Scent: A Powerful Way Of Augmenting VR

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Scent: A Powerful Way Of Augmenting VR
February 2, 2017

I almost ate a foam doughnut the other day because a virtual-reality experiment had me convinced it was real.

 

I was in the Virtual Human Interaction Lab at Stanford University, looking at a doughnut with chocolate frosting and rainbow sprinkles through the lenses of a virtual-reality headset, while holding in my hand something that felt very much like the same tasty treat and sniffing an unmistakable chocolatey, doughnut-y smell.

 

Fortunately, I hesitated. But sight, smell, and touch got my mouth watering.

 

That reaction is good news for Benjamin Li, a postdoctoral research fellow at Stanford who’s researching virtual reality’s influence on our perceptions of food and investigating how smell and touch could be added to VR.

 

Though consumer virtual reality is still in its earliest days, VR’s utility for influencing perception has been studied for years, and combining VR and scent has been explored, too, by both academics and companies. Li, who’s working with working with Jeremy Bailenson, the founding director of the Virtual Human Interaction Lab, thinks the combination of smell, touch, and VR could be used in a bunch of different ways in the future—some more dystopian-sounding than others.

 

Imagine a world where, say, salmon has become extinct. Maybe you could use a virtual piece of salmon sushi, a salmon-like smell, and a real chunk of some other fish in the middle of a hand roll to give people who’ve never tried it a sense for what it’s like to eat salmon sushi. Or perhaps using scent along with virtual reality could help you eat a healthier diet without feeling that you’re missing out. You might see and smell a juicy cheeseburger while actually chomping on a plant-based patty.

 

When it comes to food in VR, seeing is not enough to make someone who’s eating one thing believe it’s really another, Li says. To prove that, he’s conducting experiments with people to see how they react when they feel a doughnut in their hands, see one on their VR headsets, and get a whiff from a swab doused in a chocolate scent.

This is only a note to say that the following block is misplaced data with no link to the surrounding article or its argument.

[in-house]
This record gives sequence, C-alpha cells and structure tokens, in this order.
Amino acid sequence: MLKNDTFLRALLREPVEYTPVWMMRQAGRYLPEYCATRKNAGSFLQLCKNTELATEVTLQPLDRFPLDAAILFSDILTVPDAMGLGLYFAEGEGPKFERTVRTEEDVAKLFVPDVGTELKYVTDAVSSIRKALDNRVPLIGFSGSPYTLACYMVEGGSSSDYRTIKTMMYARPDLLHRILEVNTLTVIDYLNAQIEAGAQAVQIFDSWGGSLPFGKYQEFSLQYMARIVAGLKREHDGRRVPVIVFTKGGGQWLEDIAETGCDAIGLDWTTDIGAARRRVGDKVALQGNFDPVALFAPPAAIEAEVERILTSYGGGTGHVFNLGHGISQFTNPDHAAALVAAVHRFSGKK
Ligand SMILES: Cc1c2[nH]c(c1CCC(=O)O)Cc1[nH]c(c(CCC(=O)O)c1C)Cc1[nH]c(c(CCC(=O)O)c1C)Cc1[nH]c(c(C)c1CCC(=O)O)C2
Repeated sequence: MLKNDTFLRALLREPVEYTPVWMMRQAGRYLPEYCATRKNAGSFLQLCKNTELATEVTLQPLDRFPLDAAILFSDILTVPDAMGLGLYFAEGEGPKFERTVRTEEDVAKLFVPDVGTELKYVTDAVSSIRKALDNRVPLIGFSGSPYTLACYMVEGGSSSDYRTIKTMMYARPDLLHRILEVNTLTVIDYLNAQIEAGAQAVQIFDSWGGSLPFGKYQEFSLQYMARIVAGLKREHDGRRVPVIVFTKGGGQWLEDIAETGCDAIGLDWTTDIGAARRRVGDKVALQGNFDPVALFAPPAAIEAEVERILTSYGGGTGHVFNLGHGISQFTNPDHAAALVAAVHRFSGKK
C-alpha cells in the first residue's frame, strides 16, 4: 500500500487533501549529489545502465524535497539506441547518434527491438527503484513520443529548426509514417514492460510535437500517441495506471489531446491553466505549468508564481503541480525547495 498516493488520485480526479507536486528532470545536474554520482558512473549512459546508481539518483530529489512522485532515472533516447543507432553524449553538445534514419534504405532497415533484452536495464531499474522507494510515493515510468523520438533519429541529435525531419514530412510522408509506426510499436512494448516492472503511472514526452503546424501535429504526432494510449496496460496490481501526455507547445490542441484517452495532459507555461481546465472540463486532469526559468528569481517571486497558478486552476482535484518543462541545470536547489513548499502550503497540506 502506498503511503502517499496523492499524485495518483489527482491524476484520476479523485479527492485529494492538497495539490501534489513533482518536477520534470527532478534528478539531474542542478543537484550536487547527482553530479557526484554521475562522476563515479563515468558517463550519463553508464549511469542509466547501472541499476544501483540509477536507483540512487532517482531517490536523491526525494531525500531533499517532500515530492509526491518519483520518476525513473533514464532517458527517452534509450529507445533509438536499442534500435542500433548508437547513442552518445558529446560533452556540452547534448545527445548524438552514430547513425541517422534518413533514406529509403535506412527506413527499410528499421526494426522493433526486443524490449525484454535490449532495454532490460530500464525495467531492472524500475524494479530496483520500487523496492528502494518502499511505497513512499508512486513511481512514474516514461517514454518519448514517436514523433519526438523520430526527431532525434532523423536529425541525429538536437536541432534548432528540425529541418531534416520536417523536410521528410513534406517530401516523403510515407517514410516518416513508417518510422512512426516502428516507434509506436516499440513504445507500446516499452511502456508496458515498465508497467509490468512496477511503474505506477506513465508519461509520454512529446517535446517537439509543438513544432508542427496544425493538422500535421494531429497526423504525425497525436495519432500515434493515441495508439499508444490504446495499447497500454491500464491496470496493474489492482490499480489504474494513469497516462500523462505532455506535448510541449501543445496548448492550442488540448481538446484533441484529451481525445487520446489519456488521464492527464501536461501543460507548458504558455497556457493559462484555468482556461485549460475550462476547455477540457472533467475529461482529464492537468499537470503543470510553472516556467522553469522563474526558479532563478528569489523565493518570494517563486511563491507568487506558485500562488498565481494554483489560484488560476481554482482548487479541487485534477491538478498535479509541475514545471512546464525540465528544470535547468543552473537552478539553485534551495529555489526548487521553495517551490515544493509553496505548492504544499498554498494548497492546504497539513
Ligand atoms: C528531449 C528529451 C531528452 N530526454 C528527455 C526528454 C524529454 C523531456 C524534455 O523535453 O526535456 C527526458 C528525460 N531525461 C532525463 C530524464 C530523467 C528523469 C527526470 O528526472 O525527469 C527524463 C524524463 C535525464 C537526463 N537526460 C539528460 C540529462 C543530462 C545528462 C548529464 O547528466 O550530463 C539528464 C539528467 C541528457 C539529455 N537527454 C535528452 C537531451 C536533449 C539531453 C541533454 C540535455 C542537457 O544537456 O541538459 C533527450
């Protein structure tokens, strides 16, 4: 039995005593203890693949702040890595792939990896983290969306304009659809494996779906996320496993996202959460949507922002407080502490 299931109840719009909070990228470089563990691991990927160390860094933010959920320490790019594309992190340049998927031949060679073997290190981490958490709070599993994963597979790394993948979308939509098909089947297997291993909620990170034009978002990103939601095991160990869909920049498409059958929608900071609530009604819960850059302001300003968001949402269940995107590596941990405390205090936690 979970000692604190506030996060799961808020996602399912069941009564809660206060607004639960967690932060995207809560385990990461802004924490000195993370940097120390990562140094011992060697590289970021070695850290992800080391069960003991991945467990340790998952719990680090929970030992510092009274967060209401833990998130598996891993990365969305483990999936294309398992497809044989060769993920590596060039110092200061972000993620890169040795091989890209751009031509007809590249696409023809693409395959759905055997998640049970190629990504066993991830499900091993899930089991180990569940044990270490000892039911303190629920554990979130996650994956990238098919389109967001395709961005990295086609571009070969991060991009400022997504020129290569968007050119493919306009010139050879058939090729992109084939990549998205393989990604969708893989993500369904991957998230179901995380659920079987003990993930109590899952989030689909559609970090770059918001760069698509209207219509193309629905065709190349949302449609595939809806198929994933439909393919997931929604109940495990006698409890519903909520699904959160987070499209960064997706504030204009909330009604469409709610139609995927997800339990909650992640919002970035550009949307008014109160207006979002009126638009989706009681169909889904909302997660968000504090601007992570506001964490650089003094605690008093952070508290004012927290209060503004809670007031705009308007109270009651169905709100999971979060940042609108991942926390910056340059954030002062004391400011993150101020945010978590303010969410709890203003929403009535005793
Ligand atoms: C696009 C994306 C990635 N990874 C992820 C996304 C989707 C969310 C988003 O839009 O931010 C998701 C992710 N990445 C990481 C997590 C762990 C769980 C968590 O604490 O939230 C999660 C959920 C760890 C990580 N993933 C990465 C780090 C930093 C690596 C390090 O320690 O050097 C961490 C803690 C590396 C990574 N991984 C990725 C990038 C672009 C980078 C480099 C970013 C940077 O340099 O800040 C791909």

After the fake doughnut is revealed, Li offers participants real ones to eat. This is more than a reward—the researchers want to figure out if people who see, smell, and touch the doughnut have a greater appetite for real doughnuts than those who don’t.

 

Li isn’t ready to draw conclusions from the data. But he says that anecdotally, once people see, smell, and touch the doughnut virtually they start craving one—not surprising, considering how I felt after my experience in the lab.

 

I asked Li if he’s experimenting with combining any other food odors with virtual reality, and he said it’s possible; he’s also tracked down popcorn and bacon scents. But what he’s more interested in now is looking at the importance of the food’s immediate environment—like a doughnut shop, for instance, rather than the sparsely furnished room we’re in. One of his next steps, he says, may be building a virtual storefront.

 

“Imagine if I put you in a doughnut shop and there’s a crowd bustling and you smell the doughnuts in the shop. Perhaps this would make a greater impact on you than being in the lab,” he says.

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